Crypto Firms in Limbo as They Await UK Registration Approval

Paigambar Mohan Raj
Source: Financial Times

Crypto companies seeking to operate in the United Kingdom have until Thursday to get the Financial Conduct Authority‘s (FCA) clearance. Only 33 companies have cleared the regulator’s scrutiny so far.

After becoming the country’s anti-money laundering and counter-terrorist financing supervisor for the crypto business at the beginning of the year, the FCA announced a temporary scheme in December 2020. More than 100 firms sought registration and a total of 60 firms have either been denied permanent registration or have had their petitions withdrawn.

On Wednesday, the FCA published an update saying that:

“The Temporary Registration Regime (TRR) will close on 1 April, for all but for a small number of firms where it is strictly necessary to continue to have temporary registration.”

The prospects for the 13 remaining companies in the Temporary Registration Regime (TRR) were clouded by the FCA’s announcement on Wednesday that the March 31 deadline would be extended.

Is the FCA justified in turning down crypto firms? Is there a loophole?

Many in the sector believe the FCA has taken a risk-averse approach to the approval process, which in their opinion is totally unnecessary.

Among those who are currently awaiting a decision are Copper, a crypto services provider for institutions, Revolut, a fintech startup with a $33 billion valuation that enables cryptocurrency buying, and crypto exchange and digital wallet provider, which is reputedly valued at $14 billion.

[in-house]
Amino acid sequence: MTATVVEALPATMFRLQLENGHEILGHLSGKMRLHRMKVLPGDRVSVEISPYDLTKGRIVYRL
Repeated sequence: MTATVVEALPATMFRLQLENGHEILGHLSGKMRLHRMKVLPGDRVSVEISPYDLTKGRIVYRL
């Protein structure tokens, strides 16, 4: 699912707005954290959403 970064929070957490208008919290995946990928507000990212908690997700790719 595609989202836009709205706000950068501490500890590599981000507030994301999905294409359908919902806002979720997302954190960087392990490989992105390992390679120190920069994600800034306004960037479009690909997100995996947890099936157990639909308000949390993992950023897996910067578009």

Firms that are regulated in different jurisdictions can rotate their operations to continue doing business from another country. Wirex, a crypto payments service, announced earlier this week that it had withdrawn its application and would instead serve U.K. customers through a subsidiary based in Croatia.

However, not every firm has such options.

An anonymous (on request) CEO of one of the firms preparing to use an overseas jurisdiction, said;

“They’re screwed, I think, unless they can spin up a new entity in an unregulated area, which they might do.”

Another option is to seek legal action, as Gidiplus, a bitcoin ATM operator, did in an attempt to overcome the FCA’s rejection of its application. The judge dismissed the lawsuit because there was insufficient information as to how Gidiplus would conduct its business in a broadly compliant manner.’s CEO Peter Smith is of the opinion that the U.K. has “fallen behind” due to its unnecessarily strict registration procedure.

The fate of about a dozen firms is currently in limbo with regards to their future in the United Kingdom.